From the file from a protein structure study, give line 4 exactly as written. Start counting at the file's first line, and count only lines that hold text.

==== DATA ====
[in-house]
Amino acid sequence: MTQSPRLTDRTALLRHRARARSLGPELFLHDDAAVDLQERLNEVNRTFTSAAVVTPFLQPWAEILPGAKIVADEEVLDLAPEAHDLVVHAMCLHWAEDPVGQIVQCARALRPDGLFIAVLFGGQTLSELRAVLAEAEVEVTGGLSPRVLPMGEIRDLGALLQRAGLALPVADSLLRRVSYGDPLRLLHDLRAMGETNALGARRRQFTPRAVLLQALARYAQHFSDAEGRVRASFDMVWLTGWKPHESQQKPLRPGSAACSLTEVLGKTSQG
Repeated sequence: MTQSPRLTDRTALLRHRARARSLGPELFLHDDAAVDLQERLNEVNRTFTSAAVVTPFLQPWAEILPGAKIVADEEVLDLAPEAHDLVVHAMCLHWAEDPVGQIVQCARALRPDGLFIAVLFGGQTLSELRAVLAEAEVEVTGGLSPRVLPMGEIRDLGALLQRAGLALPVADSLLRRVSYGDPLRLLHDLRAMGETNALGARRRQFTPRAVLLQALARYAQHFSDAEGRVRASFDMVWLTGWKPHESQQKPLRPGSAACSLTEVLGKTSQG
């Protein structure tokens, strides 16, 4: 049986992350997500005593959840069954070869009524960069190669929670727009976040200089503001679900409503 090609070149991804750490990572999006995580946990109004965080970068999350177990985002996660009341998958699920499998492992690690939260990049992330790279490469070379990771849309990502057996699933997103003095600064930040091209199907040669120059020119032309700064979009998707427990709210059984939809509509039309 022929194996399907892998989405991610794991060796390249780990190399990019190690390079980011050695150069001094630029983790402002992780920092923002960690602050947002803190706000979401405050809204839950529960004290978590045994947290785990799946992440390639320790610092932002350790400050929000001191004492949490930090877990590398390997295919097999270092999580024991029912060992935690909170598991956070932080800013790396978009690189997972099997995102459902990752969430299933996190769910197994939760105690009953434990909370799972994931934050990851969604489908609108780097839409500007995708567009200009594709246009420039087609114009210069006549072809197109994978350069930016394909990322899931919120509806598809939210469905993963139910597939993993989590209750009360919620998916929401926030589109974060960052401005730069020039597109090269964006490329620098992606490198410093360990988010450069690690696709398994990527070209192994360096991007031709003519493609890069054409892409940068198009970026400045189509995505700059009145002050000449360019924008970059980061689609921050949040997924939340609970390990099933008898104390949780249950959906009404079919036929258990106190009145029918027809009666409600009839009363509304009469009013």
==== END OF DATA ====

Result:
């Protein structure tokens, strides 16, 4: 049986992350997500005593959840069954070869009524960069190669929670727009976040200089503001679900409503 090609070149991804750490990572999006995580946990109004965080970068999350177990985002996660009341998958699920499998492992690690939260990049992330790279490469070379990771849309990502057996699933997103003095600064930040091209199907040669120059020119032309700064979009998707427990709210059984939809509509039309 022929194996399907892998989405991610794991060796390249780990190399990019190690390079980011050695150069001094630029983790402002992780920092923002960690602050947002803190706000979401405050809204839950529960004290978590045994947290785990799946992440390639320790610092932002350790400050929000001191004492949490930090877990590398390997295919097999270092999580024991029912060992935690909170598991956070932080800013790396978009690189997972099997995102459902990752969430299933996190769910197994939760105690009953434990909370799972994931934050990851969604489908609108780097839409500007995708567009200009594709246009420039087609114009210069006549072809197109994978350069930016394909990322899931919120509806598809939210469905993963139910597939993993989590209750009360919620998916929401926030589109974060960052401005730069020039597109090269964006490329620098992606490198410093360990988010450069690690696709398994990527070209192994360096991007031709003519493609890069054409892409940068198009970026400045189509995505700059009145002050000449360019924008970059980061689609921050949040997924939340609970390990099933008898104390949780249950959906009404079919036929258990106190009145029918027809009666409600009839009363509304009469009013």